A once successful novelist, Maki (Shinohara Yukiko), moves into a new apartment hoping it’s the change she needs to get herself out of her writing slump. However, every time she seems on the verge of an inspired breakthrough, she is violently interrupted by her neighbor’s furious beating of the futons. Day and night, the incessant thwacking drives Maki past annoyance and well into an all-out rage. She confronts the neighbor, Miwako (Ootaka Yoko), and the seemingly small argument snowballs into a fight that gets caught on camera. The video goes viral on social media, and the two inadvertently get caught up in a media storm. But in the ensuing fallout, Maki gets an idea for a novel. (Japan Foundation)
The timing for Amano Chihiro’s movie couldn’t have been more appropriate, hence its success with audiences both on the domestic and international film festival circuit. The story is a simple microcosm the themes of which viewers realize are applicable in various facets of their life and even on a much broader scope. More importantly, it shows how anyone is capable of being the perpetrator as much as the victim. However, it may be surprising to learn she wrote a story about a marriage which, in the context of the movie itself, is the nexus for all its themes of miscommunication and interpersonal relations. As she told the audience at a Q&A during the Tokyo International Film Festival where it world premiered, “Marriage is a bargain between what people are actually feeling and how much of it they are willing to share. If the bargain does not work, the marriage is going to fail[.] This film is actually about marriage as well as about a fight with neighbors.”
The thirty-something writer/director first began studying filmmaking after working at an office for five years. She made short movies while simultaneously working part-time and attending filmmaking courses. These have netted her awards and screenings at home and abroad. Well aware the topics of her movies may lean toward the off-center seriousness particular to indie films, she tries to approach her stories from humorous or fantastic angles. This is not to say the theme is not crucial to her. In fact she starts broadly, telling Pia Film Festival, “the concept swells out from the title and the story is born.” The same was true of Mrs. Noisy. She noticed there are unending “disputes” around us, whether arguments between a friend or family member, to wars between nations. Thinking about why these “disputes” happen became the seed for the movie’s plot.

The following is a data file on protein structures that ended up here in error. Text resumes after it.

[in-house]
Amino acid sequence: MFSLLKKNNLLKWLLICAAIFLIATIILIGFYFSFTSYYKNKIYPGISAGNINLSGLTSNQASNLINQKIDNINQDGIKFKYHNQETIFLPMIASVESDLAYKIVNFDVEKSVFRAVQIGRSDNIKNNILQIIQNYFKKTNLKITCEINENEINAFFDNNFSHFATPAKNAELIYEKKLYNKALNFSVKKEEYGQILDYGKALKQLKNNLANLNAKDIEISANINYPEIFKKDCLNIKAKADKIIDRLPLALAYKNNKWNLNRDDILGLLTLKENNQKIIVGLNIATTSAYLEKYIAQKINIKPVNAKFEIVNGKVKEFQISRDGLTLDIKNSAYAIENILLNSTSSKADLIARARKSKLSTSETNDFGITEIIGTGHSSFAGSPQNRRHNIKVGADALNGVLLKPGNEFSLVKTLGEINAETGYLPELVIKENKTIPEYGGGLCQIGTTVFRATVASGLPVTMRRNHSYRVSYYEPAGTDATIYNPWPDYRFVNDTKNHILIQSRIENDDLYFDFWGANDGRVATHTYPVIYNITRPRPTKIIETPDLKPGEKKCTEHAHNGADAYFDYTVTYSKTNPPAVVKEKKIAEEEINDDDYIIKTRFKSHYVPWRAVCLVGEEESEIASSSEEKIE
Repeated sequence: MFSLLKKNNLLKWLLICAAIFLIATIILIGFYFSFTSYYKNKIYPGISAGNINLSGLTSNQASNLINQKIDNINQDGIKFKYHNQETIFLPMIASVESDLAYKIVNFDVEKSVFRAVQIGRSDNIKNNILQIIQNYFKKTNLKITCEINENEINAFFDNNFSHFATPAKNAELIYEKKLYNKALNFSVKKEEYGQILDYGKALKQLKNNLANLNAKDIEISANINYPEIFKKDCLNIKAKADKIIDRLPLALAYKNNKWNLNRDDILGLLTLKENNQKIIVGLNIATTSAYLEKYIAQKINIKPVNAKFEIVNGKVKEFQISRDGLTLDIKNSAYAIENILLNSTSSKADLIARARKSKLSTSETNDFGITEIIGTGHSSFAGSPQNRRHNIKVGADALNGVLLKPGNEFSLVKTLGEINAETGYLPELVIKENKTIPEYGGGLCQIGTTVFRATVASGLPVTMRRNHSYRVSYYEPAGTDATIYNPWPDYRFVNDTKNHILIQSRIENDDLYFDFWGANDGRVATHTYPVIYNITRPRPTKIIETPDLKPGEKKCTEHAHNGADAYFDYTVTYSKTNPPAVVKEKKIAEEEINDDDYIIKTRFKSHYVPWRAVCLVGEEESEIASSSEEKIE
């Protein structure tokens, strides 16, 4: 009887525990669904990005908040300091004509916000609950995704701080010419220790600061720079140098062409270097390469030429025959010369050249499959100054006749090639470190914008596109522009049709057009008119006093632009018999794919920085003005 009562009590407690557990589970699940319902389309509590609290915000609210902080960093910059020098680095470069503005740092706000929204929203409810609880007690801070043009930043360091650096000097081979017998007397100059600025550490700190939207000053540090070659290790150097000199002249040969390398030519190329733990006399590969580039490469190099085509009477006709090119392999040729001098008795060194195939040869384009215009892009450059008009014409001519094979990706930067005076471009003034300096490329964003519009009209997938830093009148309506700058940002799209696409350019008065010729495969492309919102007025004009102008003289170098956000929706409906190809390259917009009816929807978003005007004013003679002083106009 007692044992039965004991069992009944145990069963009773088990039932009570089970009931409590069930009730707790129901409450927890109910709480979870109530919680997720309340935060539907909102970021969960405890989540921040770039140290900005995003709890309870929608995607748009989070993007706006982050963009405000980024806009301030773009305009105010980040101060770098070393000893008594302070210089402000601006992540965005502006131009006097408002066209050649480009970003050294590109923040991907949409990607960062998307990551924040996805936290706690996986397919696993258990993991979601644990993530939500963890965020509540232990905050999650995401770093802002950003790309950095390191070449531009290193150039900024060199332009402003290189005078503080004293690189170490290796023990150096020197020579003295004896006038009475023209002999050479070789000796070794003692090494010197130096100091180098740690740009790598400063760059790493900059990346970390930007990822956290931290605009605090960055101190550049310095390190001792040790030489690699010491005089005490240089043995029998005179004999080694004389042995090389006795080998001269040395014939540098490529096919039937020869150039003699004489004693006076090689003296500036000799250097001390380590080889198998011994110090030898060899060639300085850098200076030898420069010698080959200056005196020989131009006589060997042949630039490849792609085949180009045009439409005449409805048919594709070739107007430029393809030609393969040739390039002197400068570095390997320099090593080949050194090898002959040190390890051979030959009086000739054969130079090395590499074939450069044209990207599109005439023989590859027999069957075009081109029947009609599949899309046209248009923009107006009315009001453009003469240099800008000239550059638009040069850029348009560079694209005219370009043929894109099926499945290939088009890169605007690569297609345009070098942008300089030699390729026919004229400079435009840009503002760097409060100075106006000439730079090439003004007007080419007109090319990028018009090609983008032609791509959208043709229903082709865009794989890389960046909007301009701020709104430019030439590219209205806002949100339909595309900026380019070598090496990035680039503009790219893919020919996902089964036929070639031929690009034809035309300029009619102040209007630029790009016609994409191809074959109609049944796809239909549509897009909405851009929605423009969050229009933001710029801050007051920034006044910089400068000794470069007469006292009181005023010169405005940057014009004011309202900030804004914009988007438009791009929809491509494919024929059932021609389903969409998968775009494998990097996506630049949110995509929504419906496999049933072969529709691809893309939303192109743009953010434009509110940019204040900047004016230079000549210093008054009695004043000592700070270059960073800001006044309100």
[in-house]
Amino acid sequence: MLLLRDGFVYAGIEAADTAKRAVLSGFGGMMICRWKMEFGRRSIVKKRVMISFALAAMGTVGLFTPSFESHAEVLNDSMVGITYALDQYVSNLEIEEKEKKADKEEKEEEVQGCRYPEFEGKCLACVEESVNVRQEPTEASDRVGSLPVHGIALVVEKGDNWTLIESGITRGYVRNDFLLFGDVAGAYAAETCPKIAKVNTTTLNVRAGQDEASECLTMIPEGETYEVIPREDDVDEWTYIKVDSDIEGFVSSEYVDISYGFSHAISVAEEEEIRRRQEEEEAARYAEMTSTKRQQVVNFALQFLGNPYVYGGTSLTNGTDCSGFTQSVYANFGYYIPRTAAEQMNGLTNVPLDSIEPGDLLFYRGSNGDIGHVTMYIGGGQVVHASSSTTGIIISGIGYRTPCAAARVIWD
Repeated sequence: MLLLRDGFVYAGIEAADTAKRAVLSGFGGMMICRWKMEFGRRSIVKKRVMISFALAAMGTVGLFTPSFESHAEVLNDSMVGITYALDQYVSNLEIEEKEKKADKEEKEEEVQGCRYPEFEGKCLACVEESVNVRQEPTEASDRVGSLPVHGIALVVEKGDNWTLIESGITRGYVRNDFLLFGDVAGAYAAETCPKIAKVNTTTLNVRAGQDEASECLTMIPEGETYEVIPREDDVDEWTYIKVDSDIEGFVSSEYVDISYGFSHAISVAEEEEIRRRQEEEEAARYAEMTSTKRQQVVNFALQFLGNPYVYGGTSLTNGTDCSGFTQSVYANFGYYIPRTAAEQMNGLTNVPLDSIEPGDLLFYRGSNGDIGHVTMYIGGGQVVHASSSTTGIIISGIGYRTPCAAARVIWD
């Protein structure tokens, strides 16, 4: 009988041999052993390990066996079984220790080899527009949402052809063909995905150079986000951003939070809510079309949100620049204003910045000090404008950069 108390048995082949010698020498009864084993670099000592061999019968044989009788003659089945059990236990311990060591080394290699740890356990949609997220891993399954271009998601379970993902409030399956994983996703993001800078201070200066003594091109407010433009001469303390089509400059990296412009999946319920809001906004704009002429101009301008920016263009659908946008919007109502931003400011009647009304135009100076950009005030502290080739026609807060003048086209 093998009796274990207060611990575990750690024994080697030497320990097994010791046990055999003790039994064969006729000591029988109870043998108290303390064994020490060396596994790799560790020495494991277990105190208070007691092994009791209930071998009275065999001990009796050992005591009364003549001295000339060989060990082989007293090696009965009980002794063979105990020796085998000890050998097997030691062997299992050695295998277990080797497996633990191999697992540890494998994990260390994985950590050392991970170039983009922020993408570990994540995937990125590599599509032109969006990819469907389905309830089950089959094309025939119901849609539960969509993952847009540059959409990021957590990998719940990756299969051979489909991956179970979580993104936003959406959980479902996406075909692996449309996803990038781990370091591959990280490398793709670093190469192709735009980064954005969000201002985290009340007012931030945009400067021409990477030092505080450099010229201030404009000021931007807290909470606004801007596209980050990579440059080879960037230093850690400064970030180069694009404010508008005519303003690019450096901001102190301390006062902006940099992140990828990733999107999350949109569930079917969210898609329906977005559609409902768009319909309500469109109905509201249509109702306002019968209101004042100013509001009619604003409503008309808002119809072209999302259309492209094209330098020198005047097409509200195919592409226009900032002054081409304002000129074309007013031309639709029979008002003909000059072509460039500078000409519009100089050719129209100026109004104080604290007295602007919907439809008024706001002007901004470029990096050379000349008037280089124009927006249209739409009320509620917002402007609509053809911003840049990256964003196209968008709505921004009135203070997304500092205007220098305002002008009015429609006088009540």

Mrs. Noisy was scheduled for release in spring 2020, but was pushed back as a result of the pandemic, eventually opening in December of 2020. It is only Amano’s fifth feature-length since she began making movies in 2008. With luck, the attention Mrs. Noisy has gained will open more opportunities for the observant filmmaker to address other matters on her mind.